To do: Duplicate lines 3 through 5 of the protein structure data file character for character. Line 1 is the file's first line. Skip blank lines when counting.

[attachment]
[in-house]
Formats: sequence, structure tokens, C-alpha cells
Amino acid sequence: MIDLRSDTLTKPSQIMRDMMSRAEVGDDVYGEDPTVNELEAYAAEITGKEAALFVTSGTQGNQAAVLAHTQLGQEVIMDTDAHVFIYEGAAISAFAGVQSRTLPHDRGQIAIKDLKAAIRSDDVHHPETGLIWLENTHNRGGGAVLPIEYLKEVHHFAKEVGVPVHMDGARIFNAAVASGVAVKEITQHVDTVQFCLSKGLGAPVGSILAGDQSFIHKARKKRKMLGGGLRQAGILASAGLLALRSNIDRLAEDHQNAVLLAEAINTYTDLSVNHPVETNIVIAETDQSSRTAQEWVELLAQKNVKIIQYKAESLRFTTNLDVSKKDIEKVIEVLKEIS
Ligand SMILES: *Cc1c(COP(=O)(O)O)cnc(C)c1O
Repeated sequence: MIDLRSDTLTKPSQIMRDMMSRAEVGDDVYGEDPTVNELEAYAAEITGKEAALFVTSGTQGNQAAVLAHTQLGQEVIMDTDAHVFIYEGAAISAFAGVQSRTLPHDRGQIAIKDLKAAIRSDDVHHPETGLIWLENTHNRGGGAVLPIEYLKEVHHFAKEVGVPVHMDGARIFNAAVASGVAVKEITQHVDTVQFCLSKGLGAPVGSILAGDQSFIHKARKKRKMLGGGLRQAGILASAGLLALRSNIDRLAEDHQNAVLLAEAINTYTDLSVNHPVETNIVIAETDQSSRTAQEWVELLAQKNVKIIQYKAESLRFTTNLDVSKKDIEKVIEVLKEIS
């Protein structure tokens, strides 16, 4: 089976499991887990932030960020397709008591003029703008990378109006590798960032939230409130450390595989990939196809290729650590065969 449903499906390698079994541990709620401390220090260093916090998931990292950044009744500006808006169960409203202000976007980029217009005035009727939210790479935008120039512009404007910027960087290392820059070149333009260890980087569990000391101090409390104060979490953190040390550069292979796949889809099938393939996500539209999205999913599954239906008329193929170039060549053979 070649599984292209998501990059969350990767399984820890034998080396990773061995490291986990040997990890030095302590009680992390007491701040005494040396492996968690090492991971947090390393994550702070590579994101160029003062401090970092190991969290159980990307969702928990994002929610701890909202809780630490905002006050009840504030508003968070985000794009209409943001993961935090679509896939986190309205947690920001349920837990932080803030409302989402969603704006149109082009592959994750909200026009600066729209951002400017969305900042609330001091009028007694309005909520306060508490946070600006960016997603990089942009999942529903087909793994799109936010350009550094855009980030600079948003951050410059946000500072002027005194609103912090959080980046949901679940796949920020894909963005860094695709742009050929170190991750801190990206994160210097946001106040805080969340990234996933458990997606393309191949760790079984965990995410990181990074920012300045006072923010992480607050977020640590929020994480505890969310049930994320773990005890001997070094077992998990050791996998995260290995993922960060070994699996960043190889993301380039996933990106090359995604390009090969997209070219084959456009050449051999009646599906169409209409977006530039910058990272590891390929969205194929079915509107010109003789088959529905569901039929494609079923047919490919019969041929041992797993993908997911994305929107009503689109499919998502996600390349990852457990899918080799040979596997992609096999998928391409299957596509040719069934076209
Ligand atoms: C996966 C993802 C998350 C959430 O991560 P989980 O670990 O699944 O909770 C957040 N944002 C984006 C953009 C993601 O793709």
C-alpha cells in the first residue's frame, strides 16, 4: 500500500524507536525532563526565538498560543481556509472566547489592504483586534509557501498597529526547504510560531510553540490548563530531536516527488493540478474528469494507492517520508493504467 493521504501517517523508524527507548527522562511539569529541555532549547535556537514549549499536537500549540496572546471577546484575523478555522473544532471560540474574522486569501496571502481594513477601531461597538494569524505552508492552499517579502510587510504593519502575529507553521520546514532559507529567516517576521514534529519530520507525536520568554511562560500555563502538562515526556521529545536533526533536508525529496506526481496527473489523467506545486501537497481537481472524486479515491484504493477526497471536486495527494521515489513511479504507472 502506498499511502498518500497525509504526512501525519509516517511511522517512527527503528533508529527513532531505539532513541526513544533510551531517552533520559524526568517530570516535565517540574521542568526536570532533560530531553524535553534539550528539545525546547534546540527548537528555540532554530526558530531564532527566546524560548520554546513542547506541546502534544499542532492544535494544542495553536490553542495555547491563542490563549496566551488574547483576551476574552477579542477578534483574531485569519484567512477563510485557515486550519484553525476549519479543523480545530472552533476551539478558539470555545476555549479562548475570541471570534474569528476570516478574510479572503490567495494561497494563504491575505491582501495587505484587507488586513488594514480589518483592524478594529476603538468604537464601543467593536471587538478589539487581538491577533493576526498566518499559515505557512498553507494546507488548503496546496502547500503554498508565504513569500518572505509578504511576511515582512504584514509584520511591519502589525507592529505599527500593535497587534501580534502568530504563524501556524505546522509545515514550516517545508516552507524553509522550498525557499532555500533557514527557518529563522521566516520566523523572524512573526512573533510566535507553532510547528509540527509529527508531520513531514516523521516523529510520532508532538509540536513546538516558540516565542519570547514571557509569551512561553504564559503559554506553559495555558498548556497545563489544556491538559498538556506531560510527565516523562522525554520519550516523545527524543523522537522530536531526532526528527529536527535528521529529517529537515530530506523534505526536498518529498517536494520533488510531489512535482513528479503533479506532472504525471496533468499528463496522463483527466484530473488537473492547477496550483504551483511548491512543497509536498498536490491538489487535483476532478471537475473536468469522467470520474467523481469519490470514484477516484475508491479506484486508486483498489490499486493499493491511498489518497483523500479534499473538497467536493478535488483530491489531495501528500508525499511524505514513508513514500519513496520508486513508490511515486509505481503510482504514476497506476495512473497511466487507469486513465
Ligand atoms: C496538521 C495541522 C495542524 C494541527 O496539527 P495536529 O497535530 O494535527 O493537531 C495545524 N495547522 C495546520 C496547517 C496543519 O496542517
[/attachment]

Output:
Amino acid sequence: MIDLRSDTLTKPSQIMRDMMSRAEVGDDVYGEDPTVNELEAYAAEITGKEAALFVTSGTQGNQAAVLAHTQLGQEVIMDTDAHVFIYEGAAISAFAGVQSRTLPHDRGQIAIKDLKAAIRSDDVHHPETGLIWLENTHNRGGGAVLPIEYLKEVHHFAKEVGVPVHMDGARIFNAAVASGVAVKEITQHVDTVQFCLSKGLGAPVGSILAGDQSFIHKARKKRKMLGGGLRQAGILASAGLLALRSNIDRLAEDHQNAVLLAEAINTYTDLSVNHPVETNIVIAETDQSSRTAQEWVELLAQKNVKIIQYKAESLRFTTNLDVSKKDIEKVIEVLKEIS
Ligand SMILES: *Cc1c(COP(=O)(O)O)cnc(C)c1O
Repeated sequence: MIDLRSDTLTKPSQIMRDMMSRAEVGDDVYGEDPTVNELEAYAAEITGKEAALFVTSGTQGNQAAVLAHTQLGQEVIMDTDAHVFIYEGAAISAFAGVQSRTLPHDRGQIAIKDLKAAIRSDDVHHPETGLIWLENTHNRGGGAVLPIEYLKEVHHFAKEVGVPVHMDGARIFNAAVASGVAVKEITQHVDTVQFCLSKGLGAPVGSILAGDQSFIHKARKKRKMLGGGLRQAGILASAGLLALRSNIDRLAEDHQNAVLLAEAINTYTDLSVNHPVETNIVIAETDQSSRTAQEWVELLAQKNVKIIQYKAESLRFTTNLDVSKKDIEKVIEVLKEIS